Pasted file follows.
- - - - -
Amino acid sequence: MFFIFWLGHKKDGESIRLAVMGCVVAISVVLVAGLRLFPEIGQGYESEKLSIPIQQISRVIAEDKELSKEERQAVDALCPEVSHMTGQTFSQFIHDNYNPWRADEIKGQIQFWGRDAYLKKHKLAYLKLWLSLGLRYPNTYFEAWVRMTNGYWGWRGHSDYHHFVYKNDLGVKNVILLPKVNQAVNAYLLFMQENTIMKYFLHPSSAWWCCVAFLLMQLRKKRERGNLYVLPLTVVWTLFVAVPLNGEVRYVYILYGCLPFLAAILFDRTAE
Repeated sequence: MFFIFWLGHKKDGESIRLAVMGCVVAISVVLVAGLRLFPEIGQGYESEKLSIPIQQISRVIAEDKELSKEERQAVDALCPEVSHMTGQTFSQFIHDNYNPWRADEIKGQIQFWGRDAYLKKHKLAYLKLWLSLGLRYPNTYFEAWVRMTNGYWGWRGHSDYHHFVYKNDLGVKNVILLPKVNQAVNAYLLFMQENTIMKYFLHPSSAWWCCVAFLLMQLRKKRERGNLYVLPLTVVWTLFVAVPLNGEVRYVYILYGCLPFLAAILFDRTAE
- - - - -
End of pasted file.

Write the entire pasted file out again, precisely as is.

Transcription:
Amino acid sequence: MFFIFWLGHKKDGESIRLAVMGCVVAISVVLVAGLRLFPEIGQGYESEKLSIPIQQISRVIAEDKELSKEERQAVDALCPEVSHMTGQTFSQFIHDNYNPWRADEIKGQIQFWGRDAYLKKHKLAYLKLWLSLGLRYPNTYFEAWVRMTNGYWGWRGHSDYHHFVYKNDLGVKNVILLPKVNQAVNAYLLFMQENTIMKYFLHPSSAWWCCVAFLLMQLRKKRERGNLYVLPLTVVWTLFVAVPLNGEVRYVYILYGCLPFLAAILFDRTAE
Repeated sequence: MFFIFWLGHKKDGESIRLAVMGCVVAISVVLVAGLRLFPEIGQGYESEKLSIPIQQISRVIAEDKELSKEERQAVDALCPEVSHMTGQTFSQFIHDNYNPWRADEIKGQIQFWGRDAYLKKHKLAYLKLWLSLGLRYPNTYFEAWVRMTNGYWGWRGHSDYHHFVYKNDLGVKNVILLPKVNQAVNAYLLFMQENTIMKYFLHPSSAWWCCVAFLLMQLRKKRERGNLYVLPLTVVWTLFVAVPLNGEVRYVYILYGCLPFLAAILFDRTAE